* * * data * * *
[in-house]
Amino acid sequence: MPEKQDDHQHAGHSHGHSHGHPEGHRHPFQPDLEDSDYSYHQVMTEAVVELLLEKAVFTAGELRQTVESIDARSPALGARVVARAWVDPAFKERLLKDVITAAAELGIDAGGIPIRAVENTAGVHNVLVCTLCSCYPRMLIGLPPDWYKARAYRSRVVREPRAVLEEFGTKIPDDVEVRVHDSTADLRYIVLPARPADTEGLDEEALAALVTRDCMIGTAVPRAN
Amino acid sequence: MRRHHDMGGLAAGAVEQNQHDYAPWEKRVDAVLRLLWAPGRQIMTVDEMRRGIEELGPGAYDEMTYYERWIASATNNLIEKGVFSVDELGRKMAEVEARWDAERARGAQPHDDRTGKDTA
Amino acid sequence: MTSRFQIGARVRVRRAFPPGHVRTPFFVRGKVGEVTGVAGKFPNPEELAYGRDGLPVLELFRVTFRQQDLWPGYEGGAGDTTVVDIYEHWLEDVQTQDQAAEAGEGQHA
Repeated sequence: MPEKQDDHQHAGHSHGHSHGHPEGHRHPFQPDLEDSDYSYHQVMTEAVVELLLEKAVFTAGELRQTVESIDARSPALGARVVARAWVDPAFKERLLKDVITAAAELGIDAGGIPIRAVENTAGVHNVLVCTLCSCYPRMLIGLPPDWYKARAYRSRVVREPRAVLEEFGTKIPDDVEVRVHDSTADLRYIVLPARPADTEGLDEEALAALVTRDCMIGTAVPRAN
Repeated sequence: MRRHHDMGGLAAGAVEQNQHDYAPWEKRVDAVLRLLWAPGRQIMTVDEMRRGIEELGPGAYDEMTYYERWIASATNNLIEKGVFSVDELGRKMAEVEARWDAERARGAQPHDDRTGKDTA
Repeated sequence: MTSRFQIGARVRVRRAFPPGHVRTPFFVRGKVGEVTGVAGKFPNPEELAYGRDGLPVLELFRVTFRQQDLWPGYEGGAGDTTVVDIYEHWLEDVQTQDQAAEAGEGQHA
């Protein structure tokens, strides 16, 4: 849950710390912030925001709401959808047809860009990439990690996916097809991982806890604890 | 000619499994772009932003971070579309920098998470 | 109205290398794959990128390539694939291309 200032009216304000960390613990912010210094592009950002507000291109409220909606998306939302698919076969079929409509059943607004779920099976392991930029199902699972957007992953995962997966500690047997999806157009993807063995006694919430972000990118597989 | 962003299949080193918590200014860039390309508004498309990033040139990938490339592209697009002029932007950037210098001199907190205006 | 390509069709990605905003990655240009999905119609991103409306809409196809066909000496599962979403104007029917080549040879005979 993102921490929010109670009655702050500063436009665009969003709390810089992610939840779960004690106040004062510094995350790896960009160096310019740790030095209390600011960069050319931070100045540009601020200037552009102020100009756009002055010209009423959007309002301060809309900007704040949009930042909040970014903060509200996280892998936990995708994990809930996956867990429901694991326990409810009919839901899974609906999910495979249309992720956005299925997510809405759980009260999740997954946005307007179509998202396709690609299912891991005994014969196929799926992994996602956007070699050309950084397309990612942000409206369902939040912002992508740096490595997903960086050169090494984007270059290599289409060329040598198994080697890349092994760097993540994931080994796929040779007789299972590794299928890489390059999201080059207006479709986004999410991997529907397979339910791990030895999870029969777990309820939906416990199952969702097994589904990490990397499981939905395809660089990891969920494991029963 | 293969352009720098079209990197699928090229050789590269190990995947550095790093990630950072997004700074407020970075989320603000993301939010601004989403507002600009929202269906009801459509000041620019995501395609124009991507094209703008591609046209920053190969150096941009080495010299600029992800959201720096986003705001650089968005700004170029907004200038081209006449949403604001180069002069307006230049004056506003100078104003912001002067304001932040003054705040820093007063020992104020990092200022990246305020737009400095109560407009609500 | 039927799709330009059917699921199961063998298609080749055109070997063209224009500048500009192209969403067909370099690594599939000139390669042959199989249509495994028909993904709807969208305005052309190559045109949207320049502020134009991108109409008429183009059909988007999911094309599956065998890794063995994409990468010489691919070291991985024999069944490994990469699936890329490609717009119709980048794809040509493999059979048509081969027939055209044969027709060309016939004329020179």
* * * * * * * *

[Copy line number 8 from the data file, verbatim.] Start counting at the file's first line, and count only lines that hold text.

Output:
């Protein structure tokens, strides 16, 4: 849950710390912030925001709401959808047809860009990439990690996916097809991982806890604890 | 000619499994772009932003971070579309920098998470 | 109205290398794959990128390539694939291309 200032009216304000960390613990912010210094592009950002507000291109409220909606998306939302698919076969079929409509059943607004779920099976392991930029199902699972957007992953995962997966500690047997999806157009993807063995006694919430972000990118597989 | 962003299949080193918590200014860039390309508004498309990033040139990938490339592209697009002029932007950037210098001199907190205006 | 390509069709990605905003990655240009999905119609991103409306809409196809066909000496599962979403104007029917080549040879005979 993102921490929010109670009655702050500063436009665009969003709390810089992610939840779960004690106040004062510094995350790896960009160096310019740790030095209390600011960069050319931070100045540009601020200037552009102020100009756009002055010209009423959007309002301060809309900007704040949009930042909040970014903060509200996280892998936990995708994990809930996956867990429901694991326990409810009919839901899974609906999910495979249309992720956005299925997510809405759980009260999740997954946005307007179509998202396709690609299912891991005994014969196929799926992994996602956007070699050309950084397309990612942000409206369902939040912002992508740096490595997903960086050169090494984007270059290599289409060329040598198994080697890349092994760097993540994931080994796929040779007789299972590794299928890489390059999201080059207006479709986004999410991997529907397979339910791990030895999870029969777990309820939906416990199952969702097994589904990490990397499981939905395809660089990891969920494991029963 | 293969352009720098079209990197699928090229050789590269190990995947550095790093990630950072997004700074407020970075989320603000993301939010601004989403507002600009929202269906009801459509000041620019995501395609124009991507094209703008591609046209920053190969150096941009080495010299600029992800959201720096986003705001650089968005700004170029907004200038081209006449949403604001180069002069307006230049004056506003100078104003912001002067304001932040003054705040820093007063020992104020990092200022990246305020737009400095109560407009609500 | 039927799709330009059917699921199961063998298609080749055109070997063209224009500048500009192209969403067909370099690594599939000139390669042959199989249509495994028909993904709807969208305005052309190559045109949207320049502020134009991108109409008429183009059909988007999911094309599956065998890794063995994409990468010489691919070291991985024999069944490994990469699936890329490609717009119709980048794809040509493999059979048509081969027939055209044969027709060309016939004329020179």